As I have noted before, I have a thriving scrap fabric collection. Some are even already sewn together. I like to pet these pre-made quilt beginnings in hopes of inspiration. Some time in October I decided to sew a group of hectically colored scraps together.
I sliced lengths of multi fabric strips in half and inserted narrow strings. I added to and lopped off bits to even up my rounds. Eventually I came up with the following.
I liked the effect but wanted to give more weight to the left side and bottom. So, I added wider lengths of Marcia Derse fabric and more angled strips.
I finally quilted the top at the beginning of November. I used 30 weight variegated cotton thread, and extended some of the strips into the Marcia Derse fabric with quilting lines.
I find the colors cheerful as I catch drifting snowflakes out of the corner of my eye. If I can’t go to the heat, I’ll try to bring the heat to me.
While the weather here bounced around from 12 to 50 degrees I was revisiting the Smoky Mountains in fabric. I settled on an arrangement of my faux paper strips, sewed them down, and cobbled a way to finish the edges. I used no batting, but fused Decor Bond to my foundation fabric, and it’s a good thing I did. The finished product is heavy and might buckle without that extra firmness.
Because the fabric strips were three layers thick (top fabric, fusing, interfacing) I elected to trim up the side edges and sew some twill tape to them. I pressed the edges to the back and hand sewed them down. The top edge got the same treatment, while the bottom edge, which is only one layer thick, got turned under.
This project came with a bonus. I bypassed my scraps bins for the trimmings and created another small piece with them for this month’s scrap quilt. The base layer is fabric I had silk screened with thickened dye.
The finished product, The Smokies, measures 20 by 25 inches.
You may remember I planned to do scrappy piecing this year. My thought was a little bit each week, kind of an ongoing project. Well…
I now have one piece finished, one ready for quilting, and one almost done. They have been my passion for the past two weeks. Oh, I did some quilting on the birdies and the girls’ seascape, but I kept getting up from my sewing machine to tweak my designs a little bit more. This was so not my plan.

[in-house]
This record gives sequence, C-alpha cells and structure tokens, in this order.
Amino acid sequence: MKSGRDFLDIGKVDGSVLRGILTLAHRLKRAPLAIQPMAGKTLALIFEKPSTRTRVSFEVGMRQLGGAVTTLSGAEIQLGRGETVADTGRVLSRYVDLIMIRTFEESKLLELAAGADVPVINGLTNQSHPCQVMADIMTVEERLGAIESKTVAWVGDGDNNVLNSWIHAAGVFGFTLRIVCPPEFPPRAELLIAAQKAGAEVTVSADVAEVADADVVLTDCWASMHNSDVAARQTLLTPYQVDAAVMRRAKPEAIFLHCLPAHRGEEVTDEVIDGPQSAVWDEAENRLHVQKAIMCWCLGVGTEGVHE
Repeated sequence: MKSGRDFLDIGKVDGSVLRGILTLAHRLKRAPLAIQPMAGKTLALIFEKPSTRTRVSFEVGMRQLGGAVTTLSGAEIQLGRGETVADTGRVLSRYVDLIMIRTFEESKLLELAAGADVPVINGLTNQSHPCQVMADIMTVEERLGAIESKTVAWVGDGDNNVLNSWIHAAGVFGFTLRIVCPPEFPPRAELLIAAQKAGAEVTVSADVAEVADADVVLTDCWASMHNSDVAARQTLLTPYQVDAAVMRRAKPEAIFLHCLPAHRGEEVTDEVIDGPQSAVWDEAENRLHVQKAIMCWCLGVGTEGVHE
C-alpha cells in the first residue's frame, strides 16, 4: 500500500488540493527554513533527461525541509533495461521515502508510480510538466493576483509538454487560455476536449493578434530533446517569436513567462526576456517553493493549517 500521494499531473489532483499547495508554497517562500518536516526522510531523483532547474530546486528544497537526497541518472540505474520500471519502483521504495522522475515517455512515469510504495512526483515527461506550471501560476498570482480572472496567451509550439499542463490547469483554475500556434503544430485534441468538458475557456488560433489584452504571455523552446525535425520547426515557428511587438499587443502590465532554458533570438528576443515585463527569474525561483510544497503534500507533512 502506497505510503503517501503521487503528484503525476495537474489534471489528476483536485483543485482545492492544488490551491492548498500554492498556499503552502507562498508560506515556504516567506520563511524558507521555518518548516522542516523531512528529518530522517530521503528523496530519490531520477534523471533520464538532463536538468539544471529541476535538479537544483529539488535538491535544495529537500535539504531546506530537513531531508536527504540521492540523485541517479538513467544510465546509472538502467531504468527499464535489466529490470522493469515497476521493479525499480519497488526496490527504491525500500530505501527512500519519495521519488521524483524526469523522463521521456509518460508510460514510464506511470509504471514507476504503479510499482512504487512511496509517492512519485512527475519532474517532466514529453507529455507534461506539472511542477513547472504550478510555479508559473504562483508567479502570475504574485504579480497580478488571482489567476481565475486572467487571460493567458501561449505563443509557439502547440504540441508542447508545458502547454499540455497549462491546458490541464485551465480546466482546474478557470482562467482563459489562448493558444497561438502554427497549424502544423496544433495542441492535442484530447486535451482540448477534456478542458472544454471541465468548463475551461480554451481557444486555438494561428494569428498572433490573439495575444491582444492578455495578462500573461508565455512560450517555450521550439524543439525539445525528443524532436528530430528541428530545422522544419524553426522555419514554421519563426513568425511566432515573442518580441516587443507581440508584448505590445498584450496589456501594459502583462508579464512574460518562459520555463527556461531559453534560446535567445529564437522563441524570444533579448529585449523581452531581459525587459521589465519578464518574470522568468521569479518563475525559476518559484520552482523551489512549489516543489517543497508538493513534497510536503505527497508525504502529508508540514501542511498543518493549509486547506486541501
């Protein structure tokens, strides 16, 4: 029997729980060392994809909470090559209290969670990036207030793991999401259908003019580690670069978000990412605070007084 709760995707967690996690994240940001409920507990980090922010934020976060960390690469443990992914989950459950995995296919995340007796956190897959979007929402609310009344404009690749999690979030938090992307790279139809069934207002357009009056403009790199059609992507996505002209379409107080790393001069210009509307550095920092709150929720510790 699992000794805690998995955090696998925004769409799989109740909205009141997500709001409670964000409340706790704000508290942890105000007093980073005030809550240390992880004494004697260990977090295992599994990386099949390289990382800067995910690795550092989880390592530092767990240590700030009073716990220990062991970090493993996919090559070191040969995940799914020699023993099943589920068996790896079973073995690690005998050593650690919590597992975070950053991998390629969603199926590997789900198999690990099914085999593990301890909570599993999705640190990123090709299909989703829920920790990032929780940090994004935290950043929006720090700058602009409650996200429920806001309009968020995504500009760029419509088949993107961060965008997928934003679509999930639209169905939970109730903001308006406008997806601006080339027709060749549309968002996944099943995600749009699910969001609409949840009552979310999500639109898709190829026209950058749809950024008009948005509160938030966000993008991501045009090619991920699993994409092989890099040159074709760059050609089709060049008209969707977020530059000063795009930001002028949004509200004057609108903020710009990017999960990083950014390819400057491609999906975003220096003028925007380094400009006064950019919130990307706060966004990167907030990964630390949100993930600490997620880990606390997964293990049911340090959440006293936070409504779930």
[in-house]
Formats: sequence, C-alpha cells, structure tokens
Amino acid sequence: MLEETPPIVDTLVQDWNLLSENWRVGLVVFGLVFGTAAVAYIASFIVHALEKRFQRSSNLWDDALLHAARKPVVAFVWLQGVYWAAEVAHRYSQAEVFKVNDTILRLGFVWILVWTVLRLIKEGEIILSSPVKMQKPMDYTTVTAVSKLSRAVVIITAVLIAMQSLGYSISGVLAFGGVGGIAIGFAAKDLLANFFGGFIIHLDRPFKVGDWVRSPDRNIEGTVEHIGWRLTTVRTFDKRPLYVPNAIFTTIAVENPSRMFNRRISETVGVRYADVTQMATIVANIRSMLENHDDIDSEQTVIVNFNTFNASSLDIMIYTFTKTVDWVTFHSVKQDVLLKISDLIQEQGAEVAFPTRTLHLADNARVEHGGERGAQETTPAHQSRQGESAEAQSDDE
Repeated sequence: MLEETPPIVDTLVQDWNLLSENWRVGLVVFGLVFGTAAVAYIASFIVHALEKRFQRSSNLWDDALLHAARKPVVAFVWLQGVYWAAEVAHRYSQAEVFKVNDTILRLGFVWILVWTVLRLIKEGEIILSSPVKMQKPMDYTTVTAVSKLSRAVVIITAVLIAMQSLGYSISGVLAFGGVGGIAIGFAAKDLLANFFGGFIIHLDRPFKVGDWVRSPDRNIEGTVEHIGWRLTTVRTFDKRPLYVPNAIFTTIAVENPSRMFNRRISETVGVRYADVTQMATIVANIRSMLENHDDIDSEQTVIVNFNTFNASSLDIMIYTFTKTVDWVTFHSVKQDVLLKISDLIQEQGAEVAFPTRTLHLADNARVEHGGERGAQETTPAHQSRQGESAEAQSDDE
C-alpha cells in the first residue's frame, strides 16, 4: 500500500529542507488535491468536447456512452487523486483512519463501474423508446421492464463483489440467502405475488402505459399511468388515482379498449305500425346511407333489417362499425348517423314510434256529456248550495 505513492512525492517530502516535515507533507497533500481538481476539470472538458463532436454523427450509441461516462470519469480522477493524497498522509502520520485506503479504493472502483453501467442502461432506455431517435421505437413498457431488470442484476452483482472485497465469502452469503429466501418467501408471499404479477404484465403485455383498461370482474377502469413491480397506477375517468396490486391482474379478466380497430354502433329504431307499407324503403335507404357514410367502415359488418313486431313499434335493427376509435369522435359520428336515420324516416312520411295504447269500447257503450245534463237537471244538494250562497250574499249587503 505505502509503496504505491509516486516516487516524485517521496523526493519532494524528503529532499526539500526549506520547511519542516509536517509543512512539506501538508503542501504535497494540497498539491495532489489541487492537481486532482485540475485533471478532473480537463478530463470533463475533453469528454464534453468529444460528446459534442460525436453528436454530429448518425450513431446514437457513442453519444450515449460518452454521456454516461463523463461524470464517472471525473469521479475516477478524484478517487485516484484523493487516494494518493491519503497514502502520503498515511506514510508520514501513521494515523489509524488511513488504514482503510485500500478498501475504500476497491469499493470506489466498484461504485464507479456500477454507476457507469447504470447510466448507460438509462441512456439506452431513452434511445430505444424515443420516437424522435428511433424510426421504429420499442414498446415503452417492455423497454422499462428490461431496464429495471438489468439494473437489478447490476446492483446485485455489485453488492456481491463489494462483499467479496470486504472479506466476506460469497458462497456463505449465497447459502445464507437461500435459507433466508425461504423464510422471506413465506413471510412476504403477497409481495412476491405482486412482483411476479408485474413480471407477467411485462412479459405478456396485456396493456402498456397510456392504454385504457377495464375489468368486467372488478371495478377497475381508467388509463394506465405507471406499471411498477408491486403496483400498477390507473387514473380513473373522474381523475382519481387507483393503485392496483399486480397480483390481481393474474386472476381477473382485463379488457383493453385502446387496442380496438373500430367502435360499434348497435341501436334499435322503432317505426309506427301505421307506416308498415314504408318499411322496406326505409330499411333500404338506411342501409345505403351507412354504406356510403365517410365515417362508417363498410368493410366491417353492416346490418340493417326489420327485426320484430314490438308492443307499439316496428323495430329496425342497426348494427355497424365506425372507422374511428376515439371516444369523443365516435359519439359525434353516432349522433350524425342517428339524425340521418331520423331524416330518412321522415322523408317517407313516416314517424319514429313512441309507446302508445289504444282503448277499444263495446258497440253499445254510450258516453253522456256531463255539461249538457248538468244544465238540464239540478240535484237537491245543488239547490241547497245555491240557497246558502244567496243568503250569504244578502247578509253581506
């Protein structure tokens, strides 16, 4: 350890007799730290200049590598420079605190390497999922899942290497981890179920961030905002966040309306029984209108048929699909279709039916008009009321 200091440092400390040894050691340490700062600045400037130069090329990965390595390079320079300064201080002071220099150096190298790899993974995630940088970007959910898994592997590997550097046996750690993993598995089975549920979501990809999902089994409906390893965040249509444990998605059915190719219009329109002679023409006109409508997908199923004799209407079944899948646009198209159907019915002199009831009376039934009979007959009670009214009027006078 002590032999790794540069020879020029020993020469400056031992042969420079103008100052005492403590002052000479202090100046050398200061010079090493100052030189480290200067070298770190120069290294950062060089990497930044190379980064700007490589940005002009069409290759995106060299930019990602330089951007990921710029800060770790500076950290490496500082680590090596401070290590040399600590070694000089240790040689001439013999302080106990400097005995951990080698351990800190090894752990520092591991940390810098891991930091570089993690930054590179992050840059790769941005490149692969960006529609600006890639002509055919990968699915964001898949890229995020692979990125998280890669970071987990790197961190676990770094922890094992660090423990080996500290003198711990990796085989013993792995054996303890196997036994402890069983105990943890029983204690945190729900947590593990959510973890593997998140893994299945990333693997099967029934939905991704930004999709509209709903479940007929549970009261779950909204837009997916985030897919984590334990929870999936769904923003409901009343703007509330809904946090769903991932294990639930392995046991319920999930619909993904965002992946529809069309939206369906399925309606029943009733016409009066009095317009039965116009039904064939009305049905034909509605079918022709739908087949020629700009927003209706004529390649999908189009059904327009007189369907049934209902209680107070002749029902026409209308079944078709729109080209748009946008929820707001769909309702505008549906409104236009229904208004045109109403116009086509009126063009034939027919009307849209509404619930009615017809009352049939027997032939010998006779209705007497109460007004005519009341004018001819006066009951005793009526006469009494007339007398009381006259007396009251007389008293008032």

I’m puzzled how I created such different designs from my black/gray and yellow scrap bins. Two are rectangular while one has diagonals. I adopted an arbitrary rule that I had to go with the basic shape of the scrap, though I could trim it.
“Mostly Black and Blue” is Mondrian-ish with the pops of red and yellow. The mottled gray fabric is from my “Moonrise” quilt. I’ve enjoyed revisiting the leftovers from earlier projects.
“Getting Brighter” is still in progress as I keep adding little squares like stepping stones across the surface. I cheated and used yardage for the black speckled linen and gray and cream print areas. The photo’s angle is off as the piece is high up on my design wall.
“Pointing Toward Lavender” has the very last of some treasured McKenna Ryan and Lonni Rossi fabrics, plus hand dyed damask. I had issues with the damask stretching during quilting so I ended up starching that fabric heavily, which I should have done in the first place. Restitching the quilting after starching solved the problem, though I abandoned my idea to change line direction a lot.
Since this isn’t a piece I’ll be entering in shows I decided to try another facing method. I found that mitered facing corners aren’t the best method for me. Better to learn that now.
I think I may make my scrap sewing a monthly, rather than a weekly, project. My trips to the fabric candy store obviously need to be rationed.
My paper pieced birds project has moved right along. I’ve completed the quilting, and only binding it remains. I got tired of paper piecing the birds, so I stopped at 23. I placed 22 of them on stylized branches and reserved one for a label.
My original inspiration was this quilt which introduced me to the McCall’s Quilting bird pattern.
My quilt doesn’t have quite the same modern feel, but I was going with scraps and some Fossil Fern fabric in blue. I tried a layout with just straight branches but felt my birds needed to be a bit more grounded (or treed.)
You can see I’m trying to branch out from the birds’ perches.
Ultimately I ended up with this. The quilting is a chevron pattern done with a walking foot.